Brain Structure and Function

, Volume 215, Issue 3, pp 273–298

Neuronal morphology in the African elephant (Loxodonta africana) neocortex

Authors

    • Laboratory of Quantitative Neuromorphology, PsychologyThe Colorado College
  • Jessica Lubs
    • Laboratory of Quantitative Neuromorphology, PsychologyThe Colorado College
  • Markus Hannan
    • Laboratory of Quantitative Neuromorphology, PsychologyThe Colorado College
  • Kaeley Anderson
    • Laboratory of Quantitative Neuromorphology, PsychologyThe Colorado College
  • Camilla Butti
    • Department of Neuroscience and Friedman Brain InstituteMount Sinai School of Medicine
  • Chet C. Sherwood
    • Department of AnthropologyThe George Washington University
  • Patrick R. Hof
    • Department of Neuroscience and Friedman Brain InstituteMount Sinai School of Medicine
  • Paul R. Manger
    • Faculty of Health Sciences, School of Anatomical SciencesUniversity of the Witwatersrand
Original Article

DOI: 10.1007/s00429-010-0288-3

Cite this article as:
Jacobs, B., Lubs, J., Hannan, M. et al. Brain Struct Funct (2011) 215: 273. doi:10.1007/s00429-010-0288-3

Abstract

Virtually nothing is known about the morphology of cortical neurons in the elephant. To this end, the current study provides the first documentation of neuronal morphology in frontal and occipital regions of the African elephant (Loxodonta africana). Cortical tissue from the perfusion-fixed brains of two free-ranging African elephants was stained with a modified Golgi technique. Neurons of different types (N = 75), with a focus on superficial (i.e., layers II–III) pyramidal neurons, were quantified on a computer-assisted microscopy system using Neurolucida software. Qualitatively, elephant neocortex exhibited large, complex spiny neurons, many of which differed in morphology/orientation from typical primate and rodent pyramidal neurons. Elephant cortex exhibited a V-shaped arrangement of bifurcating apical dendritic bundles. Quantitatively, the dendrites of superficial pyramidal neurons in elephant frontal cortex were more complex than in occipital cortex. In comparison to human supragranular pyramidal neurons, elephant superficial pyramidal neurons exhibited similar overall basilar dendritic length, but the dendritic segments tended to be longer in the elephant with less intricate branching. Finally, elephant aspiny interneurons appeared to be morphologically consistent with other eutherian mammals. The current results thus elaborate on the evolutionary roots of Afrotherian brain organization and highlight unique aspects of neural architecture in elephants.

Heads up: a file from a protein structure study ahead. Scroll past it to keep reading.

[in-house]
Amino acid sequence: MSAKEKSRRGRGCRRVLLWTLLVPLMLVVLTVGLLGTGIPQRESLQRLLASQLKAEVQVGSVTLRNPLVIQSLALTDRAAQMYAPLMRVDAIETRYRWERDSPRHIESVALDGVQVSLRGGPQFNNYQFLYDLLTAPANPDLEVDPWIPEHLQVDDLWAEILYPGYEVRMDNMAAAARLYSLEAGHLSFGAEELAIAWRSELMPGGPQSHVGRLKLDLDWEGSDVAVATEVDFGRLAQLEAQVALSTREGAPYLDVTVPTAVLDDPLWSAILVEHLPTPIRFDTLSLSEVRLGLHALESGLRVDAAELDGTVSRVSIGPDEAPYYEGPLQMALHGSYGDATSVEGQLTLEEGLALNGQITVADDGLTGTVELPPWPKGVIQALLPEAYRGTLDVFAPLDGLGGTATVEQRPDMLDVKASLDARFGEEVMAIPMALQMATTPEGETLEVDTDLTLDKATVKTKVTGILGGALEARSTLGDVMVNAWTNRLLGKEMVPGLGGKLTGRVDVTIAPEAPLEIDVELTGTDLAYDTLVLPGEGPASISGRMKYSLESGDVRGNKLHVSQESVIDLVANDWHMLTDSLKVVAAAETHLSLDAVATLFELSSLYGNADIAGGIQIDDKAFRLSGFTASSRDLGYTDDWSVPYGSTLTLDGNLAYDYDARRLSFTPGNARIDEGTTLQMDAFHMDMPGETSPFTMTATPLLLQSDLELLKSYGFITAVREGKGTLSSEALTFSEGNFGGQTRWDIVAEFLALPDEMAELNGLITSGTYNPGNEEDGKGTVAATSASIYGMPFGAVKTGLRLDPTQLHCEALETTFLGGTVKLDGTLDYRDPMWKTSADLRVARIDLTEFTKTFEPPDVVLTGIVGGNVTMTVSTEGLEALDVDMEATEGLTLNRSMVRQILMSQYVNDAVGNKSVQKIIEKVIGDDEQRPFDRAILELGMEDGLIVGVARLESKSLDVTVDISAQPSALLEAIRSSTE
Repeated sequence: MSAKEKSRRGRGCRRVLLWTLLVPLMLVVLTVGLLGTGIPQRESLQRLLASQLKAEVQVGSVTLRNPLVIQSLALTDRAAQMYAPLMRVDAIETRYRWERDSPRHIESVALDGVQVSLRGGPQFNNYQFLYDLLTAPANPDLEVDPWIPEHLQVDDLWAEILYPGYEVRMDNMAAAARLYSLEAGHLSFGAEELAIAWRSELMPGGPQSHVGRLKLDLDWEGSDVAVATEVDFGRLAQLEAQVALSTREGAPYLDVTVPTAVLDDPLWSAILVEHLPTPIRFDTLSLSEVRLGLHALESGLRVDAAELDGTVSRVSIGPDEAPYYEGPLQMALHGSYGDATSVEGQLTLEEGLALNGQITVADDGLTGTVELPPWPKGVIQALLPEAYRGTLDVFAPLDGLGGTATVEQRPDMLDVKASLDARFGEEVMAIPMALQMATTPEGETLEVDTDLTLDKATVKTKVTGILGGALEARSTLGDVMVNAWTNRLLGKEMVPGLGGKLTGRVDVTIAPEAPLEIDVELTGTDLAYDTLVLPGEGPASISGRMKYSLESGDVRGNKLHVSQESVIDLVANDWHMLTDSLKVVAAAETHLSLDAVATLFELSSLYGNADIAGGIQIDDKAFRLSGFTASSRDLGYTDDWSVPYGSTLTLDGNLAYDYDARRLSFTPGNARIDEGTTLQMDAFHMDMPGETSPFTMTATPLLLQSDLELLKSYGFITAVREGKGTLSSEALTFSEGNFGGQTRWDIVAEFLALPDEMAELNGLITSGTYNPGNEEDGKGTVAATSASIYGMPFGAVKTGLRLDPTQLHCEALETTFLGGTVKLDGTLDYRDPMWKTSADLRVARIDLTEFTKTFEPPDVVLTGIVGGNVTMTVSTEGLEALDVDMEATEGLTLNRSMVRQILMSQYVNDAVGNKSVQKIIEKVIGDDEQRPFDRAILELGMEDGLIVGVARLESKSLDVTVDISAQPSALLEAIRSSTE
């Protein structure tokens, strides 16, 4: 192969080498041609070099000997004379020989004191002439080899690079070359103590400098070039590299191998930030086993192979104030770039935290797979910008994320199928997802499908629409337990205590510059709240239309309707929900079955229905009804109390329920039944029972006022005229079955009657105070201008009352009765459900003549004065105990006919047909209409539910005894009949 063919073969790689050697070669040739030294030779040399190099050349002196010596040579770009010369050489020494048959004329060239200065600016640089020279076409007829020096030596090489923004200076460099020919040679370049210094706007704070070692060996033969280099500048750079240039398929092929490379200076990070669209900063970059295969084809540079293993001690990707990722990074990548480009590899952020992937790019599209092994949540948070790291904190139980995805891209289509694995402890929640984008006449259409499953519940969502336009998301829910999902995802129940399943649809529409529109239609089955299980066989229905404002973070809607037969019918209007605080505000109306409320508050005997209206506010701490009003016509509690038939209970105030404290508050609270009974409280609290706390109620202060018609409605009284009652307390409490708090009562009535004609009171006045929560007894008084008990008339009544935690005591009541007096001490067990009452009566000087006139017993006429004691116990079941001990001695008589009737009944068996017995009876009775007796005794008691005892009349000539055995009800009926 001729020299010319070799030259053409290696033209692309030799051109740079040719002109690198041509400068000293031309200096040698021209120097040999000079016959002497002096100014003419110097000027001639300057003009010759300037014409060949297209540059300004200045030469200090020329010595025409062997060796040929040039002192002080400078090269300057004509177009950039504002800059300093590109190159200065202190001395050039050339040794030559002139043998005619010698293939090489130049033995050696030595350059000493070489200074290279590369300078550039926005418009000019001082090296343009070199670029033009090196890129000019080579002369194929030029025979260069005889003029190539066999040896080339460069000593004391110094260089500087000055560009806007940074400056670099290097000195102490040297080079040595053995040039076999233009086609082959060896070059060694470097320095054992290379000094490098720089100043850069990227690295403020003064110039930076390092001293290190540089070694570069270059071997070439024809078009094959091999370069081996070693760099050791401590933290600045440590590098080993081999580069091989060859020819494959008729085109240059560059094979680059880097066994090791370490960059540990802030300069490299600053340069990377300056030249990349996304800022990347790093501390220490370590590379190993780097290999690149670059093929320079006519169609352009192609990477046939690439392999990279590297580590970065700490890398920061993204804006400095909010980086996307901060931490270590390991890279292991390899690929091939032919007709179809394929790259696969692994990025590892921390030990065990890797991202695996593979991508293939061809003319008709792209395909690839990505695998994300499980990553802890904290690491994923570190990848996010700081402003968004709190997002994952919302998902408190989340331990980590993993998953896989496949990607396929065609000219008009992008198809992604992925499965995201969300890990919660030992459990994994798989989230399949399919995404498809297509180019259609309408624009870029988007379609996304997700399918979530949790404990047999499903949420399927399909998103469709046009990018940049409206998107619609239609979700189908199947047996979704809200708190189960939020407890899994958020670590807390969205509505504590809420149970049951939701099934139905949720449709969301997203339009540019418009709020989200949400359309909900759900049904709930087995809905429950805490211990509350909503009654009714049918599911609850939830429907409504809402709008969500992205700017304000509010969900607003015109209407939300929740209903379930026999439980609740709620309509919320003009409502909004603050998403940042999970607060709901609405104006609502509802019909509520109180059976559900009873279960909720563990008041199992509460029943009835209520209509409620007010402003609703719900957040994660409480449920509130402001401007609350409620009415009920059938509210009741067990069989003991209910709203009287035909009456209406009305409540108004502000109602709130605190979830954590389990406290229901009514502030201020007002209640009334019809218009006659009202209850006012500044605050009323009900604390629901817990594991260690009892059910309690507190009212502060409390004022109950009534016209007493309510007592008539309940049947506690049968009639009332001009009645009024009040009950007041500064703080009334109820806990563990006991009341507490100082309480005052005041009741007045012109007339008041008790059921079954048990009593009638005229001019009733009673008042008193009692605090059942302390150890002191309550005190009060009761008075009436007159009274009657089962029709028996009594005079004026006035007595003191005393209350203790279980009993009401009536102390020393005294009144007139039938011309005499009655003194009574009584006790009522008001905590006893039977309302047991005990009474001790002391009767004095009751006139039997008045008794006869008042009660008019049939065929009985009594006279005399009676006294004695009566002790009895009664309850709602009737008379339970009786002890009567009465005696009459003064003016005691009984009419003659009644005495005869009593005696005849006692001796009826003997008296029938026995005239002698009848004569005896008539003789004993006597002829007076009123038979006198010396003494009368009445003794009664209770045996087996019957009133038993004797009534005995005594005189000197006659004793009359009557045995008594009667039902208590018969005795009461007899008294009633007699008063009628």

Keywords

DendriteMorphometryDendritic spineGolgi methodBrain evolution

Copyright information

© Springer-Verlag 2010